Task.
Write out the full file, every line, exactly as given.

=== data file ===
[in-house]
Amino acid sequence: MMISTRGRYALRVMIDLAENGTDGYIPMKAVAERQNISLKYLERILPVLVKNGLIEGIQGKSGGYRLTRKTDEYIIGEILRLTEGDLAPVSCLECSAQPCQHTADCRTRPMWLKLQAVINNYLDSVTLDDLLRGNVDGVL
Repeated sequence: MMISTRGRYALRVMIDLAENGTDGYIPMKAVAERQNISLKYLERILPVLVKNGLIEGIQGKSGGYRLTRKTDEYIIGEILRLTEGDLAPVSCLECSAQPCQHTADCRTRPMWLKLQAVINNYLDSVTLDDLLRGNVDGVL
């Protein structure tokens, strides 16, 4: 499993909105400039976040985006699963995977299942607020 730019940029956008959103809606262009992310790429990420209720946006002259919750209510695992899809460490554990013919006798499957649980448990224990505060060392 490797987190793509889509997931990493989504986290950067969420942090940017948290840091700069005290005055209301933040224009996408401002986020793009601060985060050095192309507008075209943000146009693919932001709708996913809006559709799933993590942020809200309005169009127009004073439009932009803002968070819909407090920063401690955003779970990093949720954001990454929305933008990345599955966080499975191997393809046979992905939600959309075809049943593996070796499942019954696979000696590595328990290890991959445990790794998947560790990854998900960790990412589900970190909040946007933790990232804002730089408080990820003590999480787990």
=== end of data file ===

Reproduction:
[in-house]
Amino acid sequence: MMISTRGRYALRVMIDLAENGTDGYIPMKAVAERQNISLKYLERILPVLVKNGLIEGIQGKSGGYRLTRKTDEYIIGEILRLTEGDLAPVSCLECSAQPCQHTADCRTRPMWLKLQAVINNYLDSVTLDDLLRGNVDGVL
Repeated sequence: MMISTRGRYALRVMIDLAENGTDGYIPMKAVAERQNISLKYLERILPVLVKNGLIEGIQGKSGGYRLTRKTDEYIIGEILRLTEGDLAPVSCLECSAQPCQHTADCRTRPMWLKLQAVINNYLDSVTLDDLLRGNVDGVL
């Protein structure tokens, strides 16, 4: 499993909105400039976040985006699963995977299942607020 730019940029956008959103809606262009992310790429990420209720946006002259919750209510695992899809460490554990013919006798499957649980448990224990505060060392 490797987190793509889509997931990493989504986290950067969420942090940017948290840091700069005290005055209301933040224009996408401002986020793009601060985060050095192309507008075209943000146009693919932001709708996913809006559709799933993590942020809200309005169009127009004073439009932009803002968070819909407090920063401690955003779970990093949720954001990454929305933008990345599955966080499975191997393809046979992905939600959309075809049943593996070796499942019954696979000696590595328990290890991959445990790794998947560790990854998900960790990412589900970190909040946007933790990232804002730089408080990820003590999480787990």